Problem 4.101

Discussion in 'Homework Help' started by sunnysun, Jun 15, 2013.

  1. sunnysun

    Thread Starter New Member

    Jun 15, 2013
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    Hey guys, I just wanna ask you about problem 4.101 in Electric Circuits 9e by Nilsson and Riedel. I'm confused on how to simplify the two pairs of parallel resistors (1Ω||3Ω and 2Ω||4Ω). How should I connect the equivalent resistors? What should I do with the wire between them? Please explain it to me as clearly as you can. Sorry if I can't provide you an image of the problem. Thank you in advance. :)
     
  2. gootee

    Senior Member

    Apr 24, 2007
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    If I understand your question, you replace each parallel pair with a single resistor. After that, there is no wire between them, since there is no "them", because one resistor has replaced them. Its connections are to the same two points that both of the resistors in the parallel pair were connected to, originally.

    Not sure what "wire between them" you reference. Topologically, a wire is all the same single point, in an ideal circuit.

    You replace each parallel pair with a single resistor. Replace the wire(s) that were connecting the corresponding ends of two resistors together with the single wire from the end of the resistor that replaces that parallel pair. i.e. The single equivalent resistor connects to the same two places that the original parallel pair was connected.

    Are any of the remaining single resistors now in parallel with each other? If so, replace them with a single equivalent resistor, in the same way as before.

    In case there are also series resistors, you can sum their resistances and replace them with a single resistor with their summed value.
     
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  3. sunnysun

    Thread Starter New Member

    Jun 15, 2013
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    Oh, thank you for your answer. It really helped a lot. I can solve the problem now. :) By the way, I was referring to the blank diagonal wire with no resistor that connects the two pairs of parallel resistor.
     
  4. JoeJester

    AAC Fanatic!

    Apr 26, 2005
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    Post the schematic of the circuit.
     
  5. WBahn

    Moderator

    Mar 31, 2012
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    You cause little but confusion when you assume that just by giving a problem number in a particular book that anyone here actually has that book (and that specific edition of that book).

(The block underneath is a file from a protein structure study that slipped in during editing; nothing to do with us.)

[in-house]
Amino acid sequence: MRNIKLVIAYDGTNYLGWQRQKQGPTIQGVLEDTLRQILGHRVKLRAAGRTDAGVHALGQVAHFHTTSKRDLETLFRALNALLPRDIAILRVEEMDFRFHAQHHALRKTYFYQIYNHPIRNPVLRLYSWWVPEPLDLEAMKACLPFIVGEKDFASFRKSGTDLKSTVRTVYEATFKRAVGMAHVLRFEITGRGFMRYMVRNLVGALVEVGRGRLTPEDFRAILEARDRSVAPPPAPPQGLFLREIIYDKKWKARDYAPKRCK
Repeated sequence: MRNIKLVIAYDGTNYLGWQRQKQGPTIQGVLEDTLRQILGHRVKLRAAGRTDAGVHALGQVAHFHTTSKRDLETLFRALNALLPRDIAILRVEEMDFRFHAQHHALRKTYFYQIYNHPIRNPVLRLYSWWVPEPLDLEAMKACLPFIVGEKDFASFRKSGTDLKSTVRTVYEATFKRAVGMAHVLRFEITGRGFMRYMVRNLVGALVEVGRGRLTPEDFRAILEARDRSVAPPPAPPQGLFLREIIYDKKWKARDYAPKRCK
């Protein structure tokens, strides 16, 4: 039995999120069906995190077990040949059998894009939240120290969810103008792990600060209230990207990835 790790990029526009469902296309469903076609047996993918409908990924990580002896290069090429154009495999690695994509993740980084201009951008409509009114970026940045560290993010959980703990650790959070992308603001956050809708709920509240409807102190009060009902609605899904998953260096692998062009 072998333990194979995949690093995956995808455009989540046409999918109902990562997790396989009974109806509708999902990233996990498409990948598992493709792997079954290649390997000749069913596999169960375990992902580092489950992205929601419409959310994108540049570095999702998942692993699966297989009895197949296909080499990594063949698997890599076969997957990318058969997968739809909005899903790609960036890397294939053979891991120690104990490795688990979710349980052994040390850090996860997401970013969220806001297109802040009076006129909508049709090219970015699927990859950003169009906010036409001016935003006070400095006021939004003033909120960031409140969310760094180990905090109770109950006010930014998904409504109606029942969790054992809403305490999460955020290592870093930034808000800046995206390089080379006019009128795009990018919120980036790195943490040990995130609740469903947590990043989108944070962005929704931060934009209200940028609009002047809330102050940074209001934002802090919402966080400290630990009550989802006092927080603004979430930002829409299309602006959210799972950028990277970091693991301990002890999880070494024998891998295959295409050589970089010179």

The least you should do is scribble something together in Paint. Doesn't have to be fancy. Remember, you are asking strangers to spend their time trying to help you, the least you can do is spend some of your time making it easier for them to do so.

    As it turns out, I do happen to have that text. The two sets of resistors you refer to are, indeed, in parallel (not something that we can just take for granted given how often we see people say that something is in parallel with something or in series with something else and, in fact, they aren't and that doesn't become apparent until they finally post a schematic).

    On thing that you have to be careful here is to maintain the integrity of the voltage across the 2Ω resistor since that voltage is the controlling voltage for a dependent current source.
     
  6. sunnysun

    Thread Starter New Member

    Jun 15, 2013
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    Sorry guys for not posting the schematic diagram because I wasn't finished remapping my mac keyboard but now I'm done so I can use printscreen now. Here it is:
    [​IMG]
    All I want to know is what happens to the red wire if I replaced the parallel resistors with their equivalent resistors (1Ω||3Ω = (3/4)Ω, 2Ω||4Ω = (4/3)Ω) and where should I connect the equivalent resistors?
     
  7. WBahn

    Moderator

    Mar 31, 2012
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    The red wire (and the wire fragments connecting the red wire to the four resistors) are all simply one, single, node.

    Imagine grabbing the connection dot at the upper-left end of the red wire and sliding it down the red wire (with the red wire getting shorter and shorter). As you do this, the 2Ω resistor rotates steadily clockwise and the 1Ω resistor rotates steadily counter clockwise. Keep moving it until the red wire is just this tiny little wire and the two connection dots at each end are very close to each other.

    The attached modified picture shows the idea.

    Do you see how you can make the red line simply go away, leaving the two sets of resistors in clear parallel pairs?

    The key to remember is that the lines on a schematic represent connectivity (in almost all cases -- there are exceptions, but those should be clearly identified). As long as the connectivity is maintained, it doesn't matter how you draw the components and the wires.
     
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  8. sunnysun

    Thread Starter New Member

    Jun 15, 2013
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    Great explanation! Thank you WBahn I can proceed in solving the problem. The confusion is gone. Thank you very much. :)
     
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